Canadian Injury Prevention Resource

Canadian Injury Prevention Resource

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The Canadian Injury Prevention Resource is the definitive evidence-informed guide to injury prevention in Canada.  With contributions from sixty-one authors, this resource covers a wide range of topic on injury in the Canadian context.

Contents

Section 1: Introduction

This section provides an overview and describes the need for an injury prevention resource within the broader public health context in Canada. In this introductory section, the successes and challenges in the field of injury prevention in Canada are discussed, the relationship between unintentional and intentional injury are presented, and the burden of injury in Canada are described.

1.1 The Journey To Date: The Canadian Context
1.2 Bridging the Gap Between the Prevention of Intentional and Unintentional Injuries
1.3 The Burden of Injury

Section 2: Canadian Evidence-Informed Practice Model

This section covers the Canadian Good Practice Model, which is a model that describes how to identify community injury issues, address priority issues, and develop, implement and evaluate injury prevention programs. Case studies are used throughout this section to illustrate the use of the Model.

2.1 The Public Health Approach
2.2 The Injury Prevention Spectrum and the 3 E’s
2.3 Steps in the Public Health Approach to Injury Prevention
       2.3.1 Surveillance: Defining the Problem
       2.3.2 Identifying Risk and Protective Factors
       2.3.3 Selecting or Designing an Intervention
       2.3.4 Program and Policy Implementation

       2.3.5 Evaluation and Monitoring
2.4 The Political and Social Context of Injury Prevention Practice
2.5 Engagement

Section 3: Key Determinants of Injury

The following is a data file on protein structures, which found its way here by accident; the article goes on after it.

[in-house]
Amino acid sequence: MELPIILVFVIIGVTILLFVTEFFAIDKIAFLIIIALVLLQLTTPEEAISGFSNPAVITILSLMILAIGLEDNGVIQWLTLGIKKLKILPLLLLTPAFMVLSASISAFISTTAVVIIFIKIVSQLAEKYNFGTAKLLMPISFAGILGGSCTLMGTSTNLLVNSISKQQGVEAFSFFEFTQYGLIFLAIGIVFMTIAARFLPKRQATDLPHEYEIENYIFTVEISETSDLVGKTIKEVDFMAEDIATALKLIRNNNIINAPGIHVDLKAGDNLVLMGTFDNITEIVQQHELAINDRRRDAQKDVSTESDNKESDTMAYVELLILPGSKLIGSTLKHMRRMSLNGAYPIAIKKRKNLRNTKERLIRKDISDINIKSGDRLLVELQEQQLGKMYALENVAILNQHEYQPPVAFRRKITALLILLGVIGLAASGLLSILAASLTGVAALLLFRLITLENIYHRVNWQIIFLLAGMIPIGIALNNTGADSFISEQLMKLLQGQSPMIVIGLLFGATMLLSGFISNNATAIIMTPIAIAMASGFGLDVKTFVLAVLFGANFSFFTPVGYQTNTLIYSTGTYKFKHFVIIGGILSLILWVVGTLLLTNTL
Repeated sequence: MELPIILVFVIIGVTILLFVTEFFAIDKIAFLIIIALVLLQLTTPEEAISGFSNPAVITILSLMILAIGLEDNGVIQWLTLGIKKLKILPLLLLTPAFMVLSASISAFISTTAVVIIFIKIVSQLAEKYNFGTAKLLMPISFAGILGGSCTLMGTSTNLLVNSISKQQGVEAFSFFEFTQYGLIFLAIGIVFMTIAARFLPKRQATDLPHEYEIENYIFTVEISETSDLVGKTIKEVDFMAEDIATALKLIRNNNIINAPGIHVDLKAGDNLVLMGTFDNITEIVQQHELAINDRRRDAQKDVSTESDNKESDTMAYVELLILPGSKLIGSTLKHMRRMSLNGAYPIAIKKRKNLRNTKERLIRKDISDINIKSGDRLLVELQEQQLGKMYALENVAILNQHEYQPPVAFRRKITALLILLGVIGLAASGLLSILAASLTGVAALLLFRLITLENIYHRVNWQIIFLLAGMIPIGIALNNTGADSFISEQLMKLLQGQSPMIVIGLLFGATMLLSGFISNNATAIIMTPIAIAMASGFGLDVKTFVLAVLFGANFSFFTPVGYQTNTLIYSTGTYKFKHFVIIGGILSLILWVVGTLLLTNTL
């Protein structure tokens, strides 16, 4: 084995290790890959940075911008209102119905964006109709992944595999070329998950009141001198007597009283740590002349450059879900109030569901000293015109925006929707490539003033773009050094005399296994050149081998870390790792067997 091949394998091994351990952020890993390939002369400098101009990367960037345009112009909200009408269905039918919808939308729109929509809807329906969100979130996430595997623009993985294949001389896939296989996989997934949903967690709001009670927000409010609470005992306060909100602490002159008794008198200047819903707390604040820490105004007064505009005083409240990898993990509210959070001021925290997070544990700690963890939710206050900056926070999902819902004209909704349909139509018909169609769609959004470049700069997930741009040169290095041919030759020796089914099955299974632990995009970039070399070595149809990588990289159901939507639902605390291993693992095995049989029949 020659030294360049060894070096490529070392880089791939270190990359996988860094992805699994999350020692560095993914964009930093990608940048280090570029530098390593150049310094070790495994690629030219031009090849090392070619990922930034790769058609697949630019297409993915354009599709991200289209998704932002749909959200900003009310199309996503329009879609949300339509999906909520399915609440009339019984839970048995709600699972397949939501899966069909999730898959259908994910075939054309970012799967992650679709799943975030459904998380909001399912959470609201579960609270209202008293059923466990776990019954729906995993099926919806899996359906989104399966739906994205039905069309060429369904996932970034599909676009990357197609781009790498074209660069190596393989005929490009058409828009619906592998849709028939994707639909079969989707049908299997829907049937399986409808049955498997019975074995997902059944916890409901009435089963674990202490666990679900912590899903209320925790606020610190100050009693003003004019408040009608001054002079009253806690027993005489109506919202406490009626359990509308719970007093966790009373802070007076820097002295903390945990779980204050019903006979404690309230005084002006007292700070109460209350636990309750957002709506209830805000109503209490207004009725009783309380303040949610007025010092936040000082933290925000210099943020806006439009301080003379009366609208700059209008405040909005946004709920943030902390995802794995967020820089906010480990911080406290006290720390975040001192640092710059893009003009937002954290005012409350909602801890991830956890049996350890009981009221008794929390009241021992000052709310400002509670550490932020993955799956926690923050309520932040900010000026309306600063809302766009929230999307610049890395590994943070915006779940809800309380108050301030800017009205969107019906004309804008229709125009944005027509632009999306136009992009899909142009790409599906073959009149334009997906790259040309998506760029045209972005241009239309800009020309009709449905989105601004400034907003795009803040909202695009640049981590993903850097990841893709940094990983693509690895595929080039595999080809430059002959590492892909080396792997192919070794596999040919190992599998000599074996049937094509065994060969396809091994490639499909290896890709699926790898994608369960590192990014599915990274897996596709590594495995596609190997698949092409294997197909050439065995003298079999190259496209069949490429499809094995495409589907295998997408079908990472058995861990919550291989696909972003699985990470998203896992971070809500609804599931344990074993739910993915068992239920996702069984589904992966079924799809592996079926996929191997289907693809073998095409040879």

This section describes the influence of the determinants of health on injury, and the mechanisms of injury. 

3.1 Socioeconomic Status
3.2 Education and Literacy
       3.2.1 Risk Perception and Risk Mitigation
3.3 Employment and Working Conditions
3.4 Social Environment
3.5 Physical and Built Environments - Introduction
       3.5.1 Housing
       3.5.2 Care Settings
       3.5.3 Street Design
       3.5.4 Rural Environment
       3.5.5 Outdoor Play Environments
3.6 Healthy Child Development
       3.6.1 Rights of the Child
       3.6.2 Resiliency
       3.6.3 Childhood and Adolescence
       3.6.4 Youth
3.7 Biological and Genetic Endowment
       3.7.1 Physics of Injuries
       3.7.2 Older Adults
3.8 Gender
       3.8.1 Hypersexualization
3.9 Health Services - Access to Trauma Care
3.10 Culture
       3.10.1 New Canadians
       3.10.2 Aboriginal Peoples

Section 4: Injury Topics and Emerging Trends

This section focuses on specific injury topics written by leading Canadian experts. These experts provide brief overviews of each injury topic and highlight the current state of evidence regarding interventions wherever possible. These overviews are meant to be a starting point to understanding specific injury issues, and are not meant to be used as the only source of evidence.

4.1 Agricultural Injuries
4.2 Transport Injuries
4.3 Poisoning
4.4 Falls
       4.4.1 Older Adults
       4.4.2 Children
4.5 Suicide/Self-Harm
4.6 Violence
4.7 Alcohol
4.8 Concussion
4.9 Drowning
4.10 Burns
4.11 Sports and Recreation
4.12 Workplace

Edited by Ian Pike, Ph.D., Sarah Richmond, Ph.D., Linda Rothman, Ph.D., and Alison Macpherson, Ph.D.

Published in 2015 by Parachute.
498 pages.